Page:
Barcode Scanners

Modern day shopping is quite faster than before barcode scanners were invented. Being able to whiz through a large grocery store order is something that few people actually pause to think about. Without barcode scanners each price would have to be located and keyed into the cash register manually. This could double or triple your time at the checkout counter of the store.†

Barcode scanners at first were wired into the computer cash registers. Cashiers could only scan items within reach of their scanner since the cables were not extremely long. When barcode scanners and readers became wireless cashiers could just walk around to the item, scan it with their hand scanner and the price would automatically ring up. Some barcode readers and scanners could actually pick up a price a few feet or yards away. The laser technology involved has been fine tuned and developed into something we take for granted while out shopping.†

When placing your items on the register belt for the cashier always try to place them with the barcode facing up or towards the cashier. This will enable the cashier to ring your items up much faster. This especially helps for large or heavy items. Even if you have the large item in your shopping cart if the barcode is visible they can easily scan it from wherever they are standing. This works well for large items like cases of soda, water, or baby diapers that you place under your shopping cart on the shelf.†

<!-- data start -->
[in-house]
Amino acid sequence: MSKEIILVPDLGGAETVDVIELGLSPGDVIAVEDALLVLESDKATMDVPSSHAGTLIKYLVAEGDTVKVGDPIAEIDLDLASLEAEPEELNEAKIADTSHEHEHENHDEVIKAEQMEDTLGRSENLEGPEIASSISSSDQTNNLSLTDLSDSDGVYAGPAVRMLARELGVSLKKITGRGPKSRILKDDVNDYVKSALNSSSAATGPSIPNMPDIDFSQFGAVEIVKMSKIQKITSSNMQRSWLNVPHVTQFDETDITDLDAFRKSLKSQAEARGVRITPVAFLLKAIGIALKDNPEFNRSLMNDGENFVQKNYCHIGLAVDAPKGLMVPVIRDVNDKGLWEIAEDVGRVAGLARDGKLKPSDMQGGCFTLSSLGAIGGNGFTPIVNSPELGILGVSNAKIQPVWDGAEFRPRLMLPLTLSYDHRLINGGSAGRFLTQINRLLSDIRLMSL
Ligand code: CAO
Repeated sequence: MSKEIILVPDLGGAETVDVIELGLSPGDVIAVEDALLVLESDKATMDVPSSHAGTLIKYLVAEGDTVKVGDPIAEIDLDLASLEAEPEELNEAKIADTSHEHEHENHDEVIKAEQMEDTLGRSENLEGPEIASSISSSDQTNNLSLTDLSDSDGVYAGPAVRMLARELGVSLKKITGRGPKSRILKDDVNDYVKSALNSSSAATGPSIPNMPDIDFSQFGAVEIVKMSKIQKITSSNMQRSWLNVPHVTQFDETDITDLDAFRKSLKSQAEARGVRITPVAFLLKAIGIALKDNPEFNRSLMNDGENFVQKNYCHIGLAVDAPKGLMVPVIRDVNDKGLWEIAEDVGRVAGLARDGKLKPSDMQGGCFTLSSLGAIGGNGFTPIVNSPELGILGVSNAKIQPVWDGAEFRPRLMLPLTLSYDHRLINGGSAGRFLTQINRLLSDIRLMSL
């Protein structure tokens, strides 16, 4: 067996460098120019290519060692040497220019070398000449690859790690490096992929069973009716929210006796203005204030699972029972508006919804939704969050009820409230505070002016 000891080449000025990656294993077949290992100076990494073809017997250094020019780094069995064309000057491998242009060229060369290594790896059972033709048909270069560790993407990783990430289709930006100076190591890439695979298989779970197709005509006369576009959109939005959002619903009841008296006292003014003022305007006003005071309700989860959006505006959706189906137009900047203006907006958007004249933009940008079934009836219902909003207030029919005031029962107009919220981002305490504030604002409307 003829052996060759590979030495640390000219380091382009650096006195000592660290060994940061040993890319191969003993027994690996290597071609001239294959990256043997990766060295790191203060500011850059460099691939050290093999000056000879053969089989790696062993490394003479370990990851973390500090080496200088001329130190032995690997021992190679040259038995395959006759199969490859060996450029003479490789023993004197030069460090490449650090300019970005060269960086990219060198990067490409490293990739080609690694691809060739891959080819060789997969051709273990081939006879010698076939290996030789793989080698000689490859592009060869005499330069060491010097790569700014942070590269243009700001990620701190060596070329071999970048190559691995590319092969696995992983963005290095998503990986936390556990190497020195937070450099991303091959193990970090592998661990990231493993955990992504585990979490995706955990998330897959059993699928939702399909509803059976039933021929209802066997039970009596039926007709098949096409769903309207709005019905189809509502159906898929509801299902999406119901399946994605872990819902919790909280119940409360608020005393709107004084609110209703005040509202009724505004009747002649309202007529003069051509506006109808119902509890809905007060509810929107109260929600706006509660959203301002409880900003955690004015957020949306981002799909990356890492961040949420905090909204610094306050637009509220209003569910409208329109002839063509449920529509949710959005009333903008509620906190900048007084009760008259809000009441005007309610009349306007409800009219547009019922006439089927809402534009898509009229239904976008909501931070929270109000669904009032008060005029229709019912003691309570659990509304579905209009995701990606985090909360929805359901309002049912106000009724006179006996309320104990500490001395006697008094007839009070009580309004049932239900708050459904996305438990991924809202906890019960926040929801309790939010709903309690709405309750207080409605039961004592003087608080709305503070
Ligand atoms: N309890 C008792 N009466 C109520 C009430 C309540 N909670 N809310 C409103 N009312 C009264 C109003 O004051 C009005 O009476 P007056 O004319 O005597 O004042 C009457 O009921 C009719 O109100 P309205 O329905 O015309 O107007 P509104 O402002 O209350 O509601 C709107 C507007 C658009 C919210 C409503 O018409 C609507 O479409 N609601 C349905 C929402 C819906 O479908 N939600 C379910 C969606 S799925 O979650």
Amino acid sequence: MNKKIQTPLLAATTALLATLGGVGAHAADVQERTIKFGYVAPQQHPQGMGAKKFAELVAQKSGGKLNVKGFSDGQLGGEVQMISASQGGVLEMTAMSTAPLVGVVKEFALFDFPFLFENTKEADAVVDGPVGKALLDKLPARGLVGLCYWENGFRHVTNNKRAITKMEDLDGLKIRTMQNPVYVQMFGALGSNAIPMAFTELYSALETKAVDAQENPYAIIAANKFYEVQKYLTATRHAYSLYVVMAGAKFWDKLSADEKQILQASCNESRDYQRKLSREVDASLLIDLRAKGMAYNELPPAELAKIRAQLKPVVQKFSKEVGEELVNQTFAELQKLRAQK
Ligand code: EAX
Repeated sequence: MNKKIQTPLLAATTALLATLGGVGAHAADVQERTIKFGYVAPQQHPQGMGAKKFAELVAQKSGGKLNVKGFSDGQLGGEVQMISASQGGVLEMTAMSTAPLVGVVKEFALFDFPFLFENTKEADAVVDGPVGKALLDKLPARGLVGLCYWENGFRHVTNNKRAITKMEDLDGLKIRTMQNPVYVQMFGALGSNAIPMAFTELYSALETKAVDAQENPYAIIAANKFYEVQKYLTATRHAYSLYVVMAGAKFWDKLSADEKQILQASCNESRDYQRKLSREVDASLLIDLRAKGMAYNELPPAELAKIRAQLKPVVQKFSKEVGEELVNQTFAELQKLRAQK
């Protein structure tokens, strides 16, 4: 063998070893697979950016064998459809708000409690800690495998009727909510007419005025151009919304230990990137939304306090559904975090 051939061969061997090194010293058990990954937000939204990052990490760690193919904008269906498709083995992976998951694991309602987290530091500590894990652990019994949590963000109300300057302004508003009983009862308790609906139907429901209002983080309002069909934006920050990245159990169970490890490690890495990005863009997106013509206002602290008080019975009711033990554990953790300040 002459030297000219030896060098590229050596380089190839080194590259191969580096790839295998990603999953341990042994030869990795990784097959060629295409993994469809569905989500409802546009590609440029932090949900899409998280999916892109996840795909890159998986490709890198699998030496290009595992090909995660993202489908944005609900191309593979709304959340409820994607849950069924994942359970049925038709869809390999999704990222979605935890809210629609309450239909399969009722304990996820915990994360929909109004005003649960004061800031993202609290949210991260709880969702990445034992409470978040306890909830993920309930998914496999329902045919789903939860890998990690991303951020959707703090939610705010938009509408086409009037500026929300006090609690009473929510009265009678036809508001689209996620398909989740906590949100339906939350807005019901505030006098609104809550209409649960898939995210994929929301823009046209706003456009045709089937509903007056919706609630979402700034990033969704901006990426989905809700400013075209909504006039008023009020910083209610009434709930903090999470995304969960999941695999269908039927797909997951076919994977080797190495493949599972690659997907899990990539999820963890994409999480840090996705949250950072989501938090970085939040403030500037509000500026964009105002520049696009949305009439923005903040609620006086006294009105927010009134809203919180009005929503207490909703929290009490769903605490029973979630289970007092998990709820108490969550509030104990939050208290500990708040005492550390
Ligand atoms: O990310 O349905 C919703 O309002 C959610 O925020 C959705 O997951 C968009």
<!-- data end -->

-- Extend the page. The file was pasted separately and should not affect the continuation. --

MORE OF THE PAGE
UPC codes, or Universal Price Codes, were developed in the 1970ís and these codes along with the barcode scanners are what revolutionized the shopping industry. RCA, IBM, and Sylvania were key companies involved in the barcode scanning industry. Krogerís was actually one of the first grocery store chains to work with developers to test and evaluate the UPCís and the barcode scanners.†

There are different kinds of scanning systems. Some are complex and some are simple. Each built to do a specific job. Some use symbology and some are very basic and operate using a photo sensor. We see barcodes on just about every item. Companies use barcodes to keep track of their equipment, Railways use barcodes on freight cars, and libraries use barcodes to keep track of their books and periodicals. Barcodes are essential to everything we do.†

Barcode readers and scanners are very popular with the airlines too. Since they changed over to electronic ticketing passengers no longer have paper tickets with boarding passes attached. Passengers can either print a copy of their boarding pass from their carrierís website or bring it with them to the airport or if they have internet access on their phone they can bring up the barcode on their phone and the gate agent can actually scan them in and let them board the plane.†

Being able to use cell phones and Smart phones to bring up UPC codes saves more than just time. Being able to use electronic devices saves paper which in turn saves our forests and helps the environment.†